It comes as no great surprise in a country whose perennial obsessions are sport, class, ethnicity, politics, money and education to find that a weekend of Olympics achievement should lead directly into a morass of debate and discussion about . . . sport, class, ethnicity, politics, money and education.
Take the Guardian’s lead editorial yesterday, under the heading Sport and Education.
The same message comes across again and again: if sports were truly integrated into the curriculum, if more schools had teaching staffs large and motivated enough, rich seams of educational benefit are there to be found in sport which lie across the curriculum – in numeracy, science, health education, learning ability, concentration, application, to take just a few. Slashing sports funding by 60% has a price. Even though it may be alleviated by the coalition government’s plan to divert the majority of Sport England’s budget into youth sport and a plan to link schools with clubs, that price is generally paid for by pupils, particularly in primary schools.
Everything MUST begin in Primary schools, where children form their first ideas of their capabilities and their potential – as well as whether they enjoy sport and physical activty.
These are the key questions:
How fit am I?
How far can I run?
How high can I jump?
How far can I throw?
What do I need to do in order to improve my fitness, my strength, my personal best?
I despair when I think of the meagre training that Primary teachers receive for “physical intelligence”. I despair when I think about the number of terrible sessions of ‘physical education’ I’ve witnessed – with children spending most of the session just standing around, not even properly warmed up, waiting for the teacher’s instructions, watching other children, waiting to use a piece of apparatus or equipment, bored, non-engaged, uninterested, switched off.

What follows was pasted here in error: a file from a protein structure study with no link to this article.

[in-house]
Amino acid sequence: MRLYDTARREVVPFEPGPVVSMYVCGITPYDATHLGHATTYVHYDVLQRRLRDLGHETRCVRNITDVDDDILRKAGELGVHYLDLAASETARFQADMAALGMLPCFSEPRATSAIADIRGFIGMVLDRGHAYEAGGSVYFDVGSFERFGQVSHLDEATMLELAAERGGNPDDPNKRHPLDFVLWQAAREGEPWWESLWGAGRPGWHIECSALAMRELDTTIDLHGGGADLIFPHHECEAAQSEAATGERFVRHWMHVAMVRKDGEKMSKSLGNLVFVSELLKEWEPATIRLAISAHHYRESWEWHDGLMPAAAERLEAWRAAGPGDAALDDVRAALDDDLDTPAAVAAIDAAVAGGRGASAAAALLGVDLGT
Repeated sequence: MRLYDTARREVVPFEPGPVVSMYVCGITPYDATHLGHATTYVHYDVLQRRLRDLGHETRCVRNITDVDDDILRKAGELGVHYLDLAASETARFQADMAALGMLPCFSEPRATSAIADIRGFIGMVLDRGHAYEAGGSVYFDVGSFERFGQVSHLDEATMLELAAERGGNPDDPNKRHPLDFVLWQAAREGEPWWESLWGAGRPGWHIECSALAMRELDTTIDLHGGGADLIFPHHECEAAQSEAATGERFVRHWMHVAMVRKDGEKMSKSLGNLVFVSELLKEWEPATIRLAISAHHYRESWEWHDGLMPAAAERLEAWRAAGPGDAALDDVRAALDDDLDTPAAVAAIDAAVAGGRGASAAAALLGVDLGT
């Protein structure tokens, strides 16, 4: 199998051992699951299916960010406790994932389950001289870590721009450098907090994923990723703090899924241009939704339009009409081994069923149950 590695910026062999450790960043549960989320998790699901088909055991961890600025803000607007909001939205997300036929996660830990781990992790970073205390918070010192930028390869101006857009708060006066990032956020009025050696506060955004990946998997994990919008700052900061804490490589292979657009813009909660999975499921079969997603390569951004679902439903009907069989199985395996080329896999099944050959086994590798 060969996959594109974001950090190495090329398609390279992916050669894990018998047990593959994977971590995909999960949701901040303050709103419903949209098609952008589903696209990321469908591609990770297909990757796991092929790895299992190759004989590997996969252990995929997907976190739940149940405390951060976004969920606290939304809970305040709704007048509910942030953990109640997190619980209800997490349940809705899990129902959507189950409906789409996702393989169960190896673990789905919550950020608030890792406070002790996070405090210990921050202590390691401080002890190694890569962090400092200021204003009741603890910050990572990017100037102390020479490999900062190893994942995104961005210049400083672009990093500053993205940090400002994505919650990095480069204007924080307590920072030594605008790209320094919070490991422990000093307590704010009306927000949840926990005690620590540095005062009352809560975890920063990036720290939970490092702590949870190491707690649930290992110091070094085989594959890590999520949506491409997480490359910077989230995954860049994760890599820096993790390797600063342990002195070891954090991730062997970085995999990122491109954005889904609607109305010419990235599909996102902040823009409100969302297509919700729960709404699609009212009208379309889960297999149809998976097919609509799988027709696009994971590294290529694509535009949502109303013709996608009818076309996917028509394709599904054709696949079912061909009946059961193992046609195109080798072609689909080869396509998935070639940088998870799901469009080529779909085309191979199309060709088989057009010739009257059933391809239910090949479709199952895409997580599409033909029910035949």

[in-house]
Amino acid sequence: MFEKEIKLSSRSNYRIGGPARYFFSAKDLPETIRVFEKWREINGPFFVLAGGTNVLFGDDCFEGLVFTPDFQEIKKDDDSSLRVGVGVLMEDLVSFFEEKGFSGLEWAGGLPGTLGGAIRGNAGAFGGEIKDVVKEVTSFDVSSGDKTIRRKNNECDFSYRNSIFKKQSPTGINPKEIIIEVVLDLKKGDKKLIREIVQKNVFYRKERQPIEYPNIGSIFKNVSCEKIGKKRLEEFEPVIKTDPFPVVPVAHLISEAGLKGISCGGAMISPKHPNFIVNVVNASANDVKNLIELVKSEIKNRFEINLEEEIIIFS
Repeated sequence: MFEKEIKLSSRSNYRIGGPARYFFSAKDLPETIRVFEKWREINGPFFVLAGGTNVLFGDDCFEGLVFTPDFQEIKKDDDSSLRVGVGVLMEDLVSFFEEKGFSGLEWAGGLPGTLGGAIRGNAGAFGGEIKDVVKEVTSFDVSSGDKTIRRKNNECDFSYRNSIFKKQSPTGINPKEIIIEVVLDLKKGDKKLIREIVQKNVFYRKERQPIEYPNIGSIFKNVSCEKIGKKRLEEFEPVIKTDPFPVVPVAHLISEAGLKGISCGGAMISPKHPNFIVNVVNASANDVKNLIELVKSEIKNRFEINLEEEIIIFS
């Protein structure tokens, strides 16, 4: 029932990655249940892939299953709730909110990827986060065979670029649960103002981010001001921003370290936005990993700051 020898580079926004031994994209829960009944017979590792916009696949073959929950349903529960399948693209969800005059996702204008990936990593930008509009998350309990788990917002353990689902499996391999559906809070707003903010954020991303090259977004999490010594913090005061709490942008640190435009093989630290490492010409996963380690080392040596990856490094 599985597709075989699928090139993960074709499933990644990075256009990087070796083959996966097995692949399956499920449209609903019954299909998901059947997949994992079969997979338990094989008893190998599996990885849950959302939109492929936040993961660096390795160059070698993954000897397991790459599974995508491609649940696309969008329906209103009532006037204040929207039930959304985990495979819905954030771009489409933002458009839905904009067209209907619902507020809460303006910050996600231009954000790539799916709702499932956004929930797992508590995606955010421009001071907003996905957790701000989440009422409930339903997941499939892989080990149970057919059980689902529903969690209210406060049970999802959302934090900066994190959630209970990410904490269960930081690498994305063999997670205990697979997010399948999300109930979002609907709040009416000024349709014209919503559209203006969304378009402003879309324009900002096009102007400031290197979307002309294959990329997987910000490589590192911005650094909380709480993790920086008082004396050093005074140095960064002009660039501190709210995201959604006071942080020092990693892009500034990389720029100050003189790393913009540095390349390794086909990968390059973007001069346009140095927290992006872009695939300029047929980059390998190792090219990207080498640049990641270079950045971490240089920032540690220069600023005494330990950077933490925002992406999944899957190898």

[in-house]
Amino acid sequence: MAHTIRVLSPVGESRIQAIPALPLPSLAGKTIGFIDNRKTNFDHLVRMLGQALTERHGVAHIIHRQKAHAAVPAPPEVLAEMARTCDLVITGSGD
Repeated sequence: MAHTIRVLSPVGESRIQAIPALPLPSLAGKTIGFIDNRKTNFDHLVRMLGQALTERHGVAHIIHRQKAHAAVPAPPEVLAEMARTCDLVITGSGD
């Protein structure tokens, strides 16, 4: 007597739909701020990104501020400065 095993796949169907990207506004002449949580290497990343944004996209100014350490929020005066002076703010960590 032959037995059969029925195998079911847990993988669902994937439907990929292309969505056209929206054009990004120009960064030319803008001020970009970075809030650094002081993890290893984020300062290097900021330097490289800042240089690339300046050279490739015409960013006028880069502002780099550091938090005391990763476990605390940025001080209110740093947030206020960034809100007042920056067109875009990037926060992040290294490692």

[We] won the Olympics on a promise to put sports at the heart of health and education policy. When he has finished basking in its reflected glory, David Cameron should honour that promise by declaring that sport is back at the heart of his education policy.
3Di can go along with that thought, as long as we replace the word “sport” with “physical intelligence” so that it also encompasses health, fitness and holistic wellbeing.
Moving on in the Guardian, we come across this article on page 21, by Jackie Ashley:
The work ethic, sacrifice and sense of belonging of our athletes should remind our leaders there is a different Britain
The Olympics is and always has been a highly political event, with political lessons to be drawn from it about success and failure – and about nationhood. Its nationalism harks back to the modern origins of the games. In 1896, the world wars were yet to come. Idealism and flag-waving went together; it seems trickier now.
[Athletes] are all living embodiments of deferred gratification, putting in the self-denial and hard work for the chance of glory. They’re the opposite of the gimme-now, look-at-me, celebrity B-list fame academy set we keep being told epitomises modern Britain. It’s really a story of graft, and of group loyalty.
The graft can’t happen without the team, the trainers, the leadership and the camaraderie. Almost every athlete I’ve heard or watched reflecting says so. That isn’t individualism; it’s the opposite. And if we take those two things –the hard work, and the importance of group loyalty and sacrifice (including all the fine athletes who give up medal chances of their own to partner, pace or protect), then we have the glimpse of a different Britain.
The American sociologist Robert Putnam famously argued in his book Bowling Alone that by shunning clubs, unions and group activities of all kinds in favour of a selfish individualism, westerners were impoverishing their societies and their lives. If Britain’s remarkable per-capita success at these Games teaches us anything, it’s that when we bowl together, we bowl better.